The primary aspect of humanity’s relationship to God is praise. The first words of the writer say, “sing joyfully to the Lord, you righteous people; it is fitting for the upright to praise him,” (Ps. 33:1). Our response to God the Creator should be joy and thankfulness for the gift of life. Without God, nothing would exist. Humanity was made out of love as an expression of God’s unfailing love which flooded Creation. (Ps. 33:5). The correct response to this is joy.

That unfailing love does more than create joy, it also inspires us to create. The creation story in Genesis invites us into co-creation with God, and here the writer shows that in relation to joy: “Praise the Lord with the harp; make music to him on the ten-stringed lyre. Sing to him a new song; play skillfully, and shout for joy,” (Ps. 33:2-3). In our co-creation, we worship God. Our creations flow from our joy in our Creator, so those creations reflect, continue, and express that joy.

The writer specially displays joy in relation to music, but we see this joy expressed in all sorts of creation. I cannot do music skillfully. I cannot sing on pitch or play an instrument, but that does not prohibit me from participating in the skillful creation of things that express my joy. I create sermons and lessons to express my joy of the Creator. In these, I get to talk about the amazing, unfailing love of our Creator and the hope that flow from that (Ps. 33:18). Others paint beautiful things that honor the beautiful works of God. Others express their joy of life given by the Creator by saving the lives of others. Whatever gifts and skills we were created with, part of our purpose is to use those to praise, glorify, and shout for joy to the Lord.

In verse 4, the writer moves to talking about the nature of God the Creator. Verse 4 and 5 parallel each other. “The word of the Lord is right and true,” (Ps. 33:4a) and “the Lord loves righteousness and justice,” (Ps. 33:5a). We know that God spoke the world into existence (Ps. 33:6, 9; Gen. 1; John 1: 1-3). The writer portrays that Word, which was the moving force of Creation, as right and true. Because God loves righteousness and justice, God creates the world through a process that is right and true so that Creation can be righteous and just. In this creation process, God “is faithful in all he does,” (Ps. 33:4b) so that “the earth is full of his unfailing love,” (Ps. 33:5b).

This is why in Genesis 1/2 we see a beautiful state of shalom, which is perfect harmony. This exists between all created things and between created things and God. In those moments, we see the righteousness and love of God. When humans chose to stop responding to God in joyful praise and instead chose to break our harmony with God, we placed ourselves at war with the righteousness and justice of God. The afflictions in our lives come from the disharmonious state, the broken shalom, that we live in. Yet, God is faithful (Ps. 33:4b) and our hope is in the unfailing love of the God (Ps. 33:18, 22). That is why in Revelation we see the restoration of the broken shalom we caused (Rev. 21:1-5; 22:1-5).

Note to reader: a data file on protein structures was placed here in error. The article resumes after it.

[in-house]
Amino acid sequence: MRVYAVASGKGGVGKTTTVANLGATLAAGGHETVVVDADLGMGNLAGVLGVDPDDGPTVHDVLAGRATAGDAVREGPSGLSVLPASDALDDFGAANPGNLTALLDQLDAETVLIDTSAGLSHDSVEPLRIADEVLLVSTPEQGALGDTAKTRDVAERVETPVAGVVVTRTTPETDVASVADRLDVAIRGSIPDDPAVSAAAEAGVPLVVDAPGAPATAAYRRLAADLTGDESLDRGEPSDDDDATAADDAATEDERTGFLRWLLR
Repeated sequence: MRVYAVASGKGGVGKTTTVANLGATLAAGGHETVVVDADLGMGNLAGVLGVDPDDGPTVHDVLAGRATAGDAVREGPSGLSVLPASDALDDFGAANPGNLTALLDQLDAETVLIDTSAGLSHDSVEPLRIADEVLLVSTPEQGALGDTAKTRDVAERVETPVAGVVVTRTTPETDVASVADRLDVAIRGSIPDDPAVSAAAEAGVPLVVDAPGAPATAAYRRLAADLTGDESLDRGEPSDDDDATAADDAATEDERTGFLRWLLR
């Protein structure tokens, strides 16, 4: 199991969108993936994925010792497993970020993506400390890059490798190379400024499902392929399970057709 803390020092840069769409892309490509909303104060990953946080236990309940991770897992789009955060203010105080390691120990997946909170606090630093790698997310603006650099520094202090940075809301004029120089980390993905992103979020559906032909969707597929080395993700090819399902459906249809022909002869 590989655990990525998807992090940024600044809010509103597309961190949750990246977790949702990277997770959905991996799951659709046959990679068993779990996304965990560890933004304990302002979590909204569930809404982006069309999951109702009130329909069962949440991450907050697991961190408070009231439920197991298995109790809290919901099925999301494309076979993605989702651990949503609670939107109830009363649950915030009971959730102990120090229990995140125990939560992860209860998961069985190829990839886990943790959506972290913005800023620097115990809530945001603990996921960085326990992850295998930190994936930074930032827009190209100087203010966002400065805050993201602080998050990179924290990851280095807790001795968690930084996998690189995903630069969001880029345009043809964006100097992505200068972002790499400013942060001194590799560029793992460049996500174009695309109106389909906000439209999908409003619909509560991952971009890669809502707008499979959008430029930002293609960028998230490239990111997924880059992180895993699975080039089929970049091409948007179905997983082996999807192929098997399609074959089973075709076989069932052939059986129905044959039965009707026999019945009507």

The basis of Creation is the righteousness, truth, justice, and unfailing love of God. This is what everything was built on and by, and these things flow through all Creation. In Creation, we see the wonderful display of God’s transcendence and immanence.

Here, the writer’s joy is displayed in reverence for the transcendent power of God:

God “spoke, and it came to be,” (Ps. 33:9a).
“The plans of the Lord stand firm forever, the purposes of his heart through all generations,” (Ps. 33:11).

Our praise comes from respect for God’s transcendence. We praise God because God’s righteous words spoke everything into existence. We praise God because God’s plans of righteousness and love stretch through all eternity. From generation to generation, God is always displaying righteousness and love.

Here, the writer’s joy is displayed in thankfulness for the immanent presence of God:

“From his dwelling place he watches all who live on earth…he who forms the hearts of all, who considers everything they do,” (Ps. 33:13, 15).
“The eyes of the Lord are on those who fear him, on those whose hope is in his unfailing love, to deliver them from death and keep them alive in famine,” (Ps. 33:17-18).

We praise God because God knows us. God formed our hearts and knows us more than we know ourselves. We praise God because God watches us with eyes full of unfailing love, ready to deliver us from death and provide for our needs.